The Ford Ranger is returning to the North American market with a 2.3L EcoBoost engine, 10-speed automatic transmission, and a suite of Ford’s latest technologies.
Production of the mid-size truck, which can seat up to five people, will begin later this year at Ford's Michigan Assembly Plant, according to the automaker. Ford decided to bring the Ford Ranger back partly due to increased customer demand in the mid-size truck market, which has seen an increase in U.S. sales by 83% since 2014.
“Ranger has always held a special place in the hearts of truck fans,” said Hau Thai-Tang, Ford executive vice president, Product Development and Purchasing. “The all-new Ranger is designed for today’s midsize truck buyer, delivering even more utility, capability and technology for those who blend city living with more off-the-grid adventures on weekends.”
The revived Ranger includes a center stack with an eight-inch touchscreen that features Ford’s SYNC 3 system. Available SYNC 3 features include Apple CarPlay and Android Auto compatibility, Ford+Alexapersonal assistant functionality and optional navigation, Ford said. Also available are AC power outlets that allow for charging of laptops and USB outlets, and an available FordPass Connect 4G LTE modem that provides Wi-Fi access for up to 10 devices.
The Ranger will be available in three trim grades: XL, midlevel XLT, and a high-level Lariat trim series. It will include FX Off-Road packages and in SuperCab or SuperCrew cab configurations. The FX4 Off-Road Package provides additional trail capability and includes a terrain management system that offers four distinct driving modes: normal; grass, gravel and snow; mud and ruts; and sand.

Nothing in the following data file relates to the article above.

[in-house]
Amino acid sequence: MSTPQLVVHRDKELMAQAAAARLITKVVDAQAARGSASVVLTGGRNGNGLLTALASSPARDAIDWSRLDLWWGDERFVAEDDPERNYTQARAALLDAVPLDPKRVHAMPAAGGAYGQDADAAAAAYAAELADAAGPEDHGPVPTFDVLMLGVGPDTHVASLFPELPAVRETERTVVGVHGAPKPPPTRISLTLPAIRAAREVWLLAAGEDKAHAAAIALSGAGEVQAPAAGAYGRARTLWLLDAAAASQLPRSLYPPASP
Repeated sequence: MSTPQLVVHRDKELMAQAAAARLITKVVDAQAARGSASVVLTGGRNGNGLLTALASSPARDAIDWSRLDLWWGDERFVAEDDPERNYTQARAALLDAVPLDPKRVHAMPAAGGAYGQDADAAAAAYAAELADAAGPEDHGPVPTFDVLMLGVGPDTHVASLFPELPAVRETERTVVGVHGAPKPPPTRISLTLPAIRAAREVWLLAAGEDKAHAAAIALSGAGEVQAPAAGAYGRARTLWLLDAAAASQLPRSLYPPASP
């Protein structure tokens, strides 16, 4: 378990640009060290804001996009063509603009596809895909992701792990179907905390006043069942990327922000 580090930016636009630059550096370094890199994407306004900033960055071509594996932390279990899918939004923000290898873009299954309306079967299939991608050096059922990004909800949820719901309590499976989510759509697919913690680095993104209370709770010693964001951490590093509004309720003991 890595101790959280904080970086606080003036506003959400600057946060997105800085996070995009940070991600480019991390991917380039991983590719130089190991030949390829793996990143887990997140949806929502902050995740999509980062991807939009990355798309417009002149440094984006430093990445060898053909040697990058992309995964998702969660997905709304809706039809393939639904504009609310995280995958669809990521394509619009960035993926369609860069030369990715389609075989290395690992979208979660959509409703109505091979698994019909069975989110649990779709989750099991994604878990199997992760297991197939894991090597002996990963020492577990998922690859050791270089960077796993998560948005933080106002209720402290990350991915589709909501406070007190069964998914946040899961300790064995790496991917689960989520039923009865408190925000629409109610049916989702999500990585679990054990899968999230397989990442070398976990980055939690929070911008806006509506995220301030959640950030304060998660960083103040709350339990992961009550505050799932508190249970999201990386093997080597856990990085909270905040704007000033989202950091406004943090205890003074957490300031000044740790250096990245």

Available driver-assist technologies include standard automatic emergency braking, while lane keeping assist, lane departure warning, a reverse sensing system and blind spot information system with trailer coverage are standard on XLT and Lariat trim levels.
Additional features include optional LED headlamps and tail lamps. Optional exterior lighting includes puddle lamps and lighting for the cargo bed, while Ford’s available Smart Trailer Tow connector alerts drivers to faulty trailer connection, the automaker said.
Ford had sold the earlier iteration of the Ranger in the U.S. in the 1983 to 2012 model-years. The truck became a popular choice for pest-control fleets and smaller fleets in general due to its affordability.
The last Ford Ranger built in the U.S. was a fleet order for Orkin Pest Control, which had adopted the Ranger as a mainstay vehicle before shifting to the Tacoma.
Originally posted on Automotive Fleet
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